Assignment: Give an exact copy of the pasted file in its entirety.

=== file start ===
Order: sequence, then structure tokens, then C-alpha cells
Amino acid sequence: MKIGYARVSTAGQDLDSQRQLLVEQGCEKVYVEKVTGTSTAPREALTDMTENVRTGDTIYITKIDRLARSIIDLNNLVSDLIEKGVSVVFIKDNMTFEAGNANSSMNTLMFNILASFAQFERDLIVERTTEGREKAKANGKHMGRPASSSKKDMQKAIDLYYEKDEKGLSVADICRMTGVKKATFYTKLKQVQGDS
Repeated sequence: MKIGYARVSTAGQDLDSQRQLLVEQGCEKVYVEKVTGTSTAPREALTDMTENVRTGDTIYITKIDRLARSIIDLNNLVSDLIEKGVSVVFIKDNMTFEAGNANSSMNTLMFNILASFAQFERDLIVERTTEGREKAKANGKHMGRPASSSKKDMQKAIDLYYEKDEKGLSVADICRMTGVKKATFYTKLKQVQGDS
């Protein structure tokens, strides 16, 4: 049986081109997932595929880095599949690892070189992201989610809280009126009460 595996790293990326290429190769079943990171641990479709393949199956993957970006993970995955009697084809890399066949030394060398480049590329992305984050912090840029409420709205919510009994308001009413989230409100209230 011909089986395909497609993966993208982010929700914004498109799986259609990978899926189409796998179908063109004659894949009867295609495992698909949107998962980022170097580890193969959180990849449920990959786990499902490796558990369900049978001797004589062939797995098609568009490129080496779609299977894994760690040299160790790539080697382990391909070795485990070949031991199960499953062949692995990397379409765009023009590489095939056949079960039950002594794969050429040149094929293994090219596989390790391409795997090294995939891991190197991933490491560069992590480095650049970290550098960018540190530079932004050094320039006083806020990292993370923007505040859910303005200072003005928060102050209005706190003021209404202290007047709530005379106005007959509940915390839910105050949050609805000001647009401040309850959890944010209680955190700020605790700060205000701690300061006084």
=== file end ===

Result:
Order: sequence, then structure tokens, then C-alpha cells
Amino acid sequence: MKIGYARVSTAGQDLDSQRQLLVEQGCEKVYVEKVTGTSTAPREALTDMTENVRTGDTIYITKIDRLARSIIDLNNLVSDLIEKGVSVVFIKDNMTFEAGNANSSMNTLMFNILASFAQFERDLIVERTTEGREKAKANGKHMGRPASSSKKDMQKAIDLYYEKDEKGLSVADICRMTGVKKATFYTKLKQVQGDS
Repeated sequence: MKIGYARVSTAGQDLDSQRQLLVEQGCEKVYVEKVTGTSTAPREALTDMTENVRTGDTIYITKIDRLARSIIDLNNLVSDLIEKGVSVVFIKDNMTFEAGNANSSMNTLMFNILASFAQFERDLIVERTTEGREKAKANGKHMGRPASSSKKDMQKAIDLYYEKDEKGLSVADICRMTGVKKATFYTKLKQVQGDS
């Protein structure tokens, strides 16, 4: 049986081109997932595929880095599949690892070189992201989610809280009126009460 595996790293990326290429190769079943990171641990479709393949199956993957970006993970995955009697084809890399066949030394060398480049590329992305984050912090840029409420709205919510009994308001009413989230409100209230 011909089986395909497609993966993208982010929700914004498109799986259609990978899926189409796998179908063109004659894949009867295609495992698909949107998962980022170097580890193969959180990849449920990959786990499902490796558990369900049978001797004589062939797995098609568009490129080496779609299977894994760690040299160790790539080697382990391909070795485990070949031991199960499953062949692995990397379409765009023009590489095939056949079960039950002594794969050429040149094929293994090219596989390790391409795997090294995939891991190197991933490491560069992590480095650049970290550098960018540190530079932004050094320039006083806020990292993370923007505040859910303005200072003005928060102050209005706190003021209404202290007047709530005379106005007959509940915390839910105050949050609805000001647009401040309850959890944010209680955190700020605790700060205000701690300061006084």